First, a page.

Friday, January 31, 2014

Green spaces deliver lasting mental health benefits

New research from the University of Exeter Medical School demonstrates that green spaces can provide long term mental health benefits to communities.

"Green space in towns and cities could lead to significant and sustained improvements in mental health, finds a new study published in the journal of Environmental Science & Technology.  Analyzing data that followed people over a five year period, the research has found that moving to a greener area not only improves people’s mental health, but that the effect continues long after they have moved.  The findings add to evidence that suggests increasing green spaces in cities - such as parks and gardens - could deliver substantial benefits to public health."

Read more HERE.

Tuesday, January 28, 2014

John Muir Trail: Day 15 — Chief Lake to Edison Lake

We crested Silver Pass in the morning, travelling through a landscape of alpine meadows and glacial lakes.  Marmots scurried on the rocky slopes and we spotted gray-crowned rosy-finches and mountain bluebirds.

As we dropped out of the high country, we entered a canyon, its furrowed cliff walls giving the land a wild, raw feeling.  The trail was tough, cluttered with large rocks to step over and down, and even though I was glad to be descending it was hard on the legs.  The trail followed Silver Pass Creek, which rollicked beside us, and I was jealous of its never-ending liveliness—it’s ability to dance, drop and dash without ever giving out, on and on and on like some puckish mountain sprite.

By late morning we’d entered a riparian forest, lush with willows, wildflowers and aspen trees.  We spotted several deer and paused to watch them, the air rich with the smells of living things and alive with a chorus of birds, whispering leaves and the chanting stream.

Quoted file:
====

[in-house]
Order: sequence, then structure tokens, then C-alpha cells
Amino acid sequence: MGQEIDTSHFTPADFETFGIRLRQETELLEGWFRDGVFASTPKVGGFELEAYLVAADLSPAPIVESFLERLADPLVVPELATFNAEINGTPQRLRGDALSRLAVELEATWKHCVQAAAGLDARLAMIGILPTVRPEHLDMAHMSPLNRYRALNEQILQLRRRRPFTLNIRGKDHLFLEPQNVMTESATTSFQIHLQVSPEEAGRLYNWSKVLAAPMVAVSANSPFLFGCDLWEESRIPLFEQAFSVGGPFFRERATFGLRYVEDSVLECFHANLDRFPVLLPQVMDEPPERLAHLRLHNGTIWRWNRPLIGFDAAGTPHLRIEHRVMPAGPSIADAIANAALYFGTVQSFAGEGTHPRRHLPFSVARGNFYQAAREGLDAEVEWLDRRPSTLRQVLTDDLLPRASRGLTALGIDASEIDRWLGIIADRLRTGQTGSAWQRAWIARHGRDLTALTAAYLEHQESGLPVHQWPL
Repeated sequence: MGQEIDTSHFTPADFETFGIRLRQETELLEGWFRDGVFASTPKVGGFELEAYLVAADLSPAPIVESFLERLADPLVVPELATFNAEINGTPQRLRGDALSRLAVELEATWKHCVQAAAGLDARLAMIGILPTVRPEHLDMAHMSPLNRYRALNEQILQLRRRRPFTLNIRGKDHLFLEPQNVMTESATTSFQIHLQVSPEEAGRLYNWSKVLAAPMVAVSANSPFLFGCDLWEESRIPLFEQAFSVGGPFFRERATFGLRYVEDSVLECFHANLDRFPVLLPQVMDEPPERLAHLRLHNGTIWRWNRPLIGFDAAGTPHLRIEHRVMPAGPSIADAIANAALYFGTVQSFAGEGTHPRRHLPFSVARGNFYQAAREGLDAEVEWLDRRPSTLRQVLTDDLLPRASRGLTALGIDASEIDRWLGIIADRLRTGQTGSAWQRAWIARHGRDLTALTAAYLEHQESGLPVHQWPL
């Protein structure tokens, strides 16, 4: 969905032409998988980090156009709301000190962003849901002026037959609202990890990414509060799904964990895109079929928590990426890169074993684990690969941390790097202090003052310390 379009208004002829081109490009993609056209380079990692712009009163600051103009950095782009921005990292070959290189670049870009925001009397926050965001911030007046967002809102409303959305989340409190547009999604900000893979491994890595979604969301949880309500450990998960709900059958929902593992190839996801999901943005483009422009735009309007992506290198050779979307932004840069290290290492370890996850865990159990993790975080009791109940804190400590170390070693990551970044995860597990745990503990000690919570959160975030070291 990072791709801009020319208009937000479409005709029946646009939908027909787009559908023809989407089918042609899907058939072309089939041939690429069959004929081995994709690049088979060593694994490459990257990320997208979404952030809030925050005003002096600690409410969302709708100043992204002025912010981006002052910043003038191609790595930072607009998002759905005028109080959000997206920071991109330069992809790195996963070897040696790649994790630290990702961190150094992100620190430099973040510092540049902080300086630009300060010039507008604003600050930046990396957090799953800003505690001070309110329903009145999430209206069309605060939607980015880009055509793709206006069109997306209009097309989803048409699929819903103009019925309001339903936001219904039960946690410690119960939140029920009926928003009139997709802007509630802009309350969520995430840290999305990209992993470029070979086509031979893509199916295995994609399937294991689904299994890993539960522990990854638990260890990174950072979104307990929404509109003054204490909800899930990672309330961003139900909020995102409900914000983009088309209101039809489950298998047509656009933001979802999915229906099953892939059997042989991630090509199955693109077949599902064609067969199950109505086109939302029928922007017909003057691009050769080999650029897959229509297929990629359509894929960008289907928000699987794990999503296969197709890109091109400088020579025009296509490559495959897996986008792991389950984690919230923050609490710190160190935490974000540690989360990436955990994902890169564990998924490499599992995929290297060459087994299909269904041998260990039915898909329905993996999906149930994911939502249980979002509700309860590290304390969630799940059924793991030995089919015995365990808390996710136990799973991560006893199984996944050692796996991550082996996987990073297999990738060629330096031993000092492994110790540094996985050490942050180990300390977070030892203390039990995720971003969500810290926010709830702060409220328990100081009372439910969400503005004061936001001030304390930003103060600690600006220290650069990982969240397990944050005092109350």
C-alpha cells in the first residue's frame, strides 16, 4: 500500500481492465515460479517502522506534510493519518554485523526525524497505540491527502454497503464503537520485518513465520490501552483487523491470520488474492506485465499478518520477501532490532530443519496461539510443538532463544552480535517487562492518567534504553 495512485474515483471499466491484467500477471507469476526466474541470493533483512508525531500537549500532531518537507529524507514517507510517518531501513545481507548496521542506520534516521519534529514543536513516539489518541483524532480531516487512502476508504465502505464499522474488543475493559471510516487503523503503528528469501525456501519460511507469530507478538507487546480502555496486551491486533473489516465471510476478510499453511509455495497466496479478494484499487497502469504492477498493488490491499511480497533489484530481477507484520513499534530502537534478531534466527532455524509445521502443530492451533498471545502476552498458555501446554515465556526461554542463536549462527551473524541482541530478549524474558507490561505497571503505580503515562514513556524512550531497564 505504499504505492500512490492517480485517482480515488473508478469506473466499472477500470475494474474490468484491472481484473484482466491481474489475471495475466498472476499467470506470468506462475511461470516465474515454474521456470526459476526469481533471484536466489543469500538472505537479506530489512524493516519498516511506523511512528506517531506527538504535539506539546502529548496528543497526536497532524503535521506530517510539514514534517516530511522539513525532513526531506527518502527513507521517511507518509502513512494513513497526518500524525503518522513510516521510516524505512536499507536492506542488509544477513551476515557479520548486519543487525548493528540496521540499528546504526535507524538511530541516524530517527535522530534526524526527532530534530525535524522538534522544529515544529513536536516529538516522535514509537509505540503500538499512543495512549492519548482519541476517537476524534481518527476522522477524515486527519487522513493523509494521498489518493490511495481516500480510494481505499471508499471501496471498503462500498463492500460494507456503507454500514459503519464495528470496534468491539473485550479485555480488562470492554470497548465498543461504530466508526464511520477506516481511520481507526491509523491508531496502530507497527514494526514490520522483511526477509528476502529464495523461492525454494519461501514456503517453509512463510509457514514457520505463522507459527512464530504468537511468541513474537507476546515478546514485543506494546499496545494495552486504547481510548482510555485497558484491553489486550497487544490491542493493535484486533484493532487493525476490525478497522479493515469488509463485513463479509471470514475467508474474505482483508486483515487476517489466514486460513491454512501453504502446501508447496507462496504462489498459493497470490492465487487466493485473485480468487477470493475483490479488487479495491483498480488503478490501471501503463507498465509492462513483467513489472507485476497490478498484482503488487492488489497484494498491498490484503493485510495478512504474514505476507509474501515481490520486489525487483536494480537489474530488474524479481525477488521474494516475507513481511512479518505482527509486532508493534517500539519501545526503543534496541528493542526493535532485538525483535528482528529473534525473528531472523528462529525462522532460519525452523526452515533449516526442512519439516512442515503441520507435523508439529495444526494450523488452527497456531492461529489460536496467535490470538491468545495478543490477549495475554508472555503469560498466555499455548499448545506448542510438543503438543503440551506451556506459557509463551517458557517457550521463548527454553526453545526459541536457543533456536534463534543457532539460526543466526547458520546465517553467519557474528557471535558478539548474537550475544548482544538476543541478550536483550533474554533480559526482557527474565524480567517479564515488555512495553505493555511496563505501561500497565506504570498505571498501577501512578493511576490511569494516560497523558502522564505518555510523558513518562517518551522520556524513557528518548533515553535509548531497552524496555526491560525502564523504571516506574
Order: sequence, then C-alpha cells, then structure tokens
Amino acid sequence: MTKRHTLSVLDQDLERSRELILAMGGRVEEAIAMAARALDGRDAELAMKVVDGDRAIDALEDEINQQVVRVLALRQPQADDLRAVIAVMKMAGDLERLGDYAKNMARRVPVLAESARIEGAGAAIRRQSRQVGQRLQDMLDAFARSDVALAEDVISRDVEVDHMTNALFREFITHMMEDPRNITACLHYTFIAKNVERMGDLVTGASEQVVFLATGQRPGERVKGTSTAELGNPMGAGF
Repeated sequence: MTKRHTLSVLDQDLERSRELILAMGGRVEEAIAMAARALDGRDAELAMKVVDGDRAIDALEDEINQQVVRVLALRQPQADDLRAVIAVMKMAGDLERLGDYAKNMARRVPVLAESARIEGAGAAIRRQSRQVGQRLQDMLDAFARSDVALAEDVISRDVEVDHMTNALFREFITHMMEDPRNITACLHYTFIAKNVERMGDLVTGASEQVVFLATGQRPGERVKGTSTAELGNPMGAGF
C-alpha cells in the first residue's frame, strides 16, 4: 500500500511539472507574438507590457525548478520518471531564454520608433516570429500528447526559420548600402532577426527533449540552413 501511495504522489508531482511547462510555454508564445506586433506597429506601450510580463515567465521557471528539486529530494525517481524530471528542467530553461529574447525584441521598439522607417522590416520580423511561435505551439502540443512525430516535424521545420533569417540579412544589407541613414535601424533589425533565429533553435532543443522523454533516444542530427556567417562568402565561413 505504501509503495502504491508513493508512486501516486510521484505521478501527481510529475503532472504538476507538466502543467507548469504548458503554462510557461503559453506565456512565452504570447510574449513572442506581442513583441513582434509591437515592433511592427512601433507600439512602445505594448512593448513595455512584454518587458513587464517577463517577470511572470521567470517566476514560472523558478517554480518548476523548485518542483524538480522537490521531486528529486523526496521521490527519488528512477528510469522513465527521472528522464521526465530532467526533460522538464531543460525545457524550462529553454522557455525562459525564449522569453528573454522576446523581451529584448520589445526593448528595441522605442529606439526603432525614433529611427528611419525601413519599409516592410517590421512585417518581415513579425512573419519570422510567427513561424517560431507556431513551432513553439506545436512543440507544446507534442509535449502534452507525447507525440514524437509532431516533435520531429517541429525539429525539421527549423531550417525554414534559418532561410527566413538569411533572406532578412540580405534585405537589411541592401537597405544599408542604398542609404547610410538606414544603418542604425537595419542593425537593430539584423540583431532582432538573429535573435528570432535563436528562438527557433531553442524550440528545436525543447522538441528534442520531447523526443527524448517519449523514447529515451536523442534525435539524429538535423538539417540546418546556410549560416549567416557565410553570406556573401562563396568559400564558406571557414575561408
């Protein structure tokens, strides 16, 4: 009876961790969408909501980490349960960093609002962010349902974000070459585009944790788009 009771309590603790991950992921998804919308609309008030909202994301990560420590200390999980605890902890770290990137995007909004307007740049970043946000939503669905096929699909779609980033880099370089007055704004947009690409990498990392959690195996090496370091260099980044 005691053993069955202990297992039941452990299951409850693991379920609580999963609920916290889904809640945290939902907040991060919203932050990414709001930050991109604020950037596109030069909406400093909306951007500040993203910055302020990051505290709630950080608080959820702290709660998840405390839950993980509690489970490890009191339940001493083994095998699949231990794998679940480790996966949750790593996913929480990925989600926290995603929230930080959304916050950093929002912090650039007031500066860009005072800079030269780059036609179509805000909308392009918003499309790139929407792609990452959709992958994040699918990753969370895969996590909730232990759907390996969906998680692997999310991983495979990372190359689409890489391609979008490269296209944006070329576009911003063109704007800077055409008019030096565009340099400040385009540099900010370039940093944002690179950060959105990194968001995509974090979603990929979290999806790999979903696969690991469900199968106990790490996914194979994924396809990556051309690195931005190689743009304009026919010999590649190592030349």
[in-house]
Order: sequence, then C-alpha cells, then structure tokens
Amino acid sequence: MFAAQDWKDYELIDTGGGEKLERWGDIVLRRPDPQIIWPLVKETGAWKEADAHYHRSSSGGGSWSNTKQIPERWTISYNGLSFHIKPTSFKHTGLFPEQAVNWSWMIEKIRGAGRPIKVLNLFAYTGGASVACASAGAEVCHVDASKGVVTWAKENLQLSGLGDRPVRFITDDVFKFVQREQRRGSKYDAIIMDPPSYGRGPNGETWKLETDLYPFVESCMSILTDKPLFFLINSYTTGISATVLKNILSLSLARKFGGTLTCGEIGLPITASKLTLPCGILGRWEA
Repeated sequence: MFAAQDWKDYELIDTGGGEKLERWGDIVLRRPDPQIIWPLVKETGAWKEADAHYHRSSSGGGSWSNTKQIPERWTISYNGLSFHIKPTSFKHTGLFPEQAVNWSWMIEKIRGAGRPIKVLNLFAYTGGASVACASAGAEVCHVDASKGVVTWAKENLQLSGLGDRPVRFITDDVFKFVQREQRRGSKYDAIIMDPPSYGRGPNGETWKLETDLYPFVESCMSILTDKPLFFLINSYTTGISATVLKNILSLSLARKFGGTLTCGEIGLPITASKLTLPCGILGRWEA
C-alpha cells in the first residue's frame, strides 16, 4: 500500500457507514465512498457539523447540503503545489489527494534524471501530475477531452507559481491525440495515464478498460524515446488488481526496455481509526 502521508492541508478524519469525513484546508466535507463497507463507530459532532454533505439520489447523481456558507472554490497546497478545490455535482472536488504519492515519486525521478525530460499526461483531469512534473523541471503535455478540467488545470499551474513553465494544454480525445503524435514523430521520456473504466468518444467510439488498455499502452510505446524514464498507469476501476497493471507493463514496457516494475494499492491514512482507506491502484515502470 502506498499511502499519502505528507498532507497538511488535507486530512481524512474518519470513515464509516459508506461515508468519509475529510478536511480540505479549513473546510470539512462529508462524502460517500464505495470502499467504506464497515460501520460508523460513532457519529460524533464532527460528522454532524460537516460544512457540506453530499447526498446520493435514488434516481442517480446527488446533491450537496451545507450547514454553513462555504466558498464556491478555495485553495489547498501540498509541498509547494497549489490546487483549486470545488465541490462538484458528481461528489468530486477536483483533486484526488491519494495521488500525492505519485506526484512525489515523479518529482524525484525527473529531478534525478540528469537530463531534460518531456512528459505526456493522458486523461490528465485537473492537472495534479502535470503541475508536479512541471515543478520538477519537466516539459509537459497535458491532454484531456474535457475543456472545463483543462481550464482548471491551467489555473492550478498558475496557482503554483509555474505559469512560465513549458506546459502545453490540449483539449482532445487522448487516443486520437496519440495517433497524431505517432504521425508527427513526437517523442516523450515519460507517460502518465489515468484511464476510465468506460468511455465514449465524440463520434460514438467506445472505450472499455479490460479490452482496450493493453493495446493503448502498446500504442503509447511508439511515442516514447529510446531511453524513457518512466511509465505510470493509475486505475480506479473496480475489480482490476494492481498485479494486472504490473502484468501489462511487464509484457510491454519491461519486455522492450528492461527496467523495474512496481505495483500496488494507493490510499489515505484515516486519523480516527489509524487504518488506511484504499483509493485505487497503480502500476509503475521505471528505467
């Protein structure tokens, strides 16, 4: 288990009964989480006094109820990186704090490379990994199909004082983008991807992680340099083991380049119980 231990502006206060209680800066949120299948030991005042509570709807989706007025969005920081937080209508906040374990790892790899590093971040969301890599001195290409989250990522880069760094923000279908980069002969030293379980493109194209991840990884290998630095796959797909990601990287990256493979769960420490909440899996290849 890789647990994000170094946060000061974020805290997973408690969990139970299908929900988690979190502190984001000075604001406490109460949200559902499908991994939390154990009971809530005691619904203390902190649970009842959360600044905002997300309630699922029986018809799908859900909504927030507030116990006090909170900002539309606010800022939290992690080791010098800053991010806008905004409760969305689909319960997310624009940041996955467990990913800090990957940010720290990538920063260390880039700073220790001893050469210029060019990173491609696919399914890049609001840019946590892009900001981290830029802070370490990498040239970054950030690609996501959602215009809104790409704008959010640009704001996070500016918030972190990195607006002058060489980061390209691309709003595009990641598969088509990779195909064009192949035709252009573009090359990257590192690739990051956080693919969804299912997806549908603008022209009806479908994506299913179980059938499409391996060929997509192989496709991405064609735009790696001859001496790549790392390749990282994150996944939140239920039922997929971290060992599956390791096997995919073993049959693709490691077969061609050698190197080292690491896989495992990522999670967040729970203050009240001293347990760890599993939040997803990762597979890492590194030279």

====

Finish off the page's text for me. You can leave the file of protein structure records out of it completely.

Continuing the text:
“It would be fun to be a chipmunk,” Noah said, as he watched one of the furry critters scurry beside the trail.  “You could just live out here and be all cozy.”


We were tired by the time we reached the turnoff to Lake Edison, but according to our map we only had another mile and a half until we reached a ferry landing, where we would catch a boat to Vermillion Valley Resort.  Unfortunately, when we reached the ferry landing, there was no lake is sight.  Instead there was a dusty, barren expanse of sand and sun-bleached stumps stretching on and on in front of us.  There was a note explaining that water levels in the lake were low due to on-going drought conditions and we’d have to hike a couple more miles to reach a temporary landing where the staff of Vermillion Valley Resort would pick us up and shuttle us across.

We were hot, tired and thirsty, having drank the last of our water, and the sun baked down on the parched lake bottom.  But we pushed on, the boys dragging their feet across the sand.  When we finally reached the lake shore we found a small American flag staked into the ground and assumed that marked the boat landing.  The water was choked red with sediment, but I dug out our water filter and used it to start filling a bottle.  The pump became harder to work as the bottle filled, the filter clogging with grit, but we needed to drink so I kept on.  Finally I topped the bottle off and handed it to Kai.  He chugged several gulps, gasped for air and then chugged again before handing the water to Noah who did the same.

About an hour later a small, aluminum boat with an outboard motor arrived and we piled ourselves and our gear into it and shoved off.  The lake’s surface was choppy with wind, and water splashed us as we cut through waves.  The spray felt cold and refreshing, and we put our hands out and let water run through our fingers as we went.  When we reached the far shore we piled into a dusty, dented van and drove the last few miles across the empty lakebed to Vermillion Valley Resort.


We rented a room, which felt huge compared to our tent, and I flopped down on each of the three beds just to feel their softness.  We took turns luxuriating under a hot shower, rinsing the lakebed dust and a few additional layers of grime from our bodies.  Then we put on our least dirty clothes and settled into a booth at the small diner.  Kai and I ordered chicken curry, Noah ate a grilled cheese sandwich, and Pam scarfed down a couple fish tacos.  The boys each drank two cold bottles of root beer and Pam and I chugged a couple Stone IPAs each.  We topped it all off with huge servings of berry cobbler and vanilla ice cream and went to bed smiling.